How Chris Johnson Rediscovered Himself in Week 7

Chris Trapasso@ChrisTrapassoAnalyst IOctober 22, 2012

Oct. 21, 2012; Orchard Park, NY, USA;  Tennessee Titans running back Chris Johnson (28) runs the ball during the second half against the Buffalo Bills at Ralph Wilson Stadium.  Titans beat the Bills 35 to 34.  Mandatory Credit: Timothy T. Ludwig-US PRESSWIRE
Timothy T. Ludwig-US PRESSWIRE

Chris Johnson played the Buffalo Bills' defense, and 2009 CJ2K was reborn. 

The deadly speedster rushed 18 times for 195 yards with two touchdowns, one score coming in the first quarter on a lightning quick 83-yard bolt. 

Now, his yards per carry average sits at 4.5, around where it should be. 

Whenever a running back goes for 10.8 yards per rush in one game, such a masterful outing has to be examined.

Johnson, for the most part, ran decisively behind his blockers and made some devastatingly explosive cuts that made him a 2,000-yard runner three years ago. 

However, let's keep in mind, this rebirth came against the same Bills run defense that allowed 311 yards on the ground to a San Francisco 49ers team in Week 5 and was gashed by the New England Patriots' running attack to the tune of 247 yards on 6.2 yards per rush the week before. 

The linebacking corps of Nick Barnett, Kelvin Sheppard and rookie Nigel Bradham were utterly confused by Johnson's nimbleness and the Titans' cutback runs. In short, they simply were rendered useless at the second level. 

Let's look at his first touchdown in the opening quarter. 

The Titans were lined up in a traditional I-formation. 

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At the snap, Johnson followed his fullback up the middle who locked onto Bills middle linebacker Kelvin Sheppard. Outside linebacker Nigel Bradham got destroyed by Tennessee's right guard. 

Now, the early 2012 Johnson may have simply ran straight into the back of his lead blocker and fell forward for a menial three or four yard gain.

The 2009 Johnson would have noticed a gaping hole to the right, hit it to the outside and burn the rest of the defenders to the endzone.

That's precisely what happened on this play.   

Although Buffalo's linebackers have tremendous struggles recognizing the run, shedding blocks and filling the correct running lanes, Johnson's ability to set up those defenders up and cut through the proper holes with prolific acceleration is extremely encouraging.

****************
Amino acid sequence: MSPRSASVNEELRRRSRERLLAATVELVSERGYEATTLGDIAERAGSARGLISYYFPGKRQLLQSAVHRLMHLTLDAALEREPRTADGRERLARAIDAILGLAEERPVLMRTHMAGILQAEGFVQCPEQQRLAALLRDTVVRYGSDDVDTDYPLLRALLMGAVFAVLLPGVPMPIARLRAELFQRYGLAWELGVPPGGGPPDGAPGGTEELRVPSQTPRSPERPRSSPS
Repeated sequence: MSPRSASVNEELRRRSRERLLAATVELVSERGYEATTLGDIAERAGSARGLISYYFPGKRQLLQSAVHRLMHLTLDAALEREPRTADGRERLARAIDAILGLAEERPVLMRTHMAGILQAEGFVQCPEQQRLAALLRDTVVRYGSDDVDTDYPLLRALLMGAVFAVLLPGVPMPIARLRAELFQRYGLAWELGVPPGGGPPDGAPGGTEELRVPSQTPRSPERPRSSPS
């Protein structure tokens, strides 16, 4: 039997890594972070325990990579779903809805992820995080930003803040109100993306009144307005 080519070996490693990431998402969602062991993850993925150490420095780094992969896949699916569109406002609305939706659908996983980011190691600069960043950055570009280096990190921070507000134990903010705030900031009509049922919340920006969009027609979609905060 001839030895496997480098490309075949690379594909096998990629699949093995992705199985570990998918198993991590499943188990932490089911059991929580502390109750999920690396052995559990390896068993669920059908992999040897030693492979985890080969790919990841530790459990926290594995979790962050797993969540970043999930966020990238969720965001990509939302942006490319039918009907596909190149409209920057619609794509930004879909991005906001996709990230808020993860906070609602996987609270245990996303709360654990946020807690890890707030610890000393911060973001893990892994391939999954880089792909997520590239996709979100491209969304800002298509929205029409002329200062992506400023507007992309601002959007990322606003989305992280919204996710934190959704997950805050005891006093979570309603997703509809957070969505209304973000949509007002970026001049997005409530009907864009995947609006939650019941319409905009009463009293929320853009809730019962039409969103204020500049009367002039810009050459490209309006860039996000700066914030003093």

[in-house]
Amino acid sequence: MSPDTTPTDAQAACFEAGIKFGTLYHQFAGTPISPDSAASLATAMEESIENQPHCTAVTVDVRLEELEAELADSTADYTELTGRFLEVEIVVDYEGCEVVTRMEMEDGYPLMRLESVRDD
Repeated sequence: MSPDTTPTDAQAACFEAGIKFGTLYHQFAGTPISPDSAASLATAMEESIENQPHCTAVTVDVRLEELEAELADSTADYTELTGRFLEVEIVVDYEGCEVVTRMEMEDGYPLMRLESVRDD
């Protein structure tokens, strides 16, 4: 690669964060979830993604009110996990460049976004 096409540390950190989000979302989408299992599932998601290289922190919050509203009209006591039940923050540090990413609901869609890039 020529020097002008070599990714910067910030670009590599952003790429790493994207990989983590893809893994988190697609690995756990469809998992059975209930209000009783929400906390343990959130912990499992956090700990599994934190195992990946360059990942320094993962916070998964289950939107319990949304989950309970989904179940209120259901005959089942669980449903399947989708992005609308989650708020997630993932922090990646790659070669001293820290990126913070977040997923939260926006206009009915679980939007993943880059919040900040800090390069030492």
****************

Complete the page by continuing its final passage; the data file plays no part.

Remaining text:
Watch how patient he was on his long touchdown run and how he burst through the hole when it opened. 

From a similar I-form, again, Johnson followed his lead blocker who sealed outside linebacker Nick Barnett. 

Recognizing that running directly behind the center wasn't an option, he cut off the hip of his fullback and was nearly at full speed by the time he reached the second level. 

Then, it was a foot race to the end zone. 

Johnson won't lose many of those. 

Also, he made defenders miss and ran out of a handful of arm tackles, something the 5'11'', 190-pound back wasn't doing with much regularity to start the year. 

In the first six games of Tennessee's season, Johnson was timid through the holes and was rarely making defenders miss in space. 

Johnson's world-class speed and athletic talent never left him, and, finally, his psychological edge has returned. 

In the open field, there isn't a more dangerous player wearing a Nike NFL uniform.

Now, don't allow a 195-yard explosion that featured an 83-yard run against the league's worst-run defense, a group that's on pace to set a handful of records for porous play, skewing projections for the Titans running back as the season progresses. 

However, we mustn't rule out what such a brilliant effort will do for the psyche of a premier talent who was lacking confidence for the majority of the year.

Johnson faced a weak opponent, and made the most of it—2009 Chris Johnson would be proud.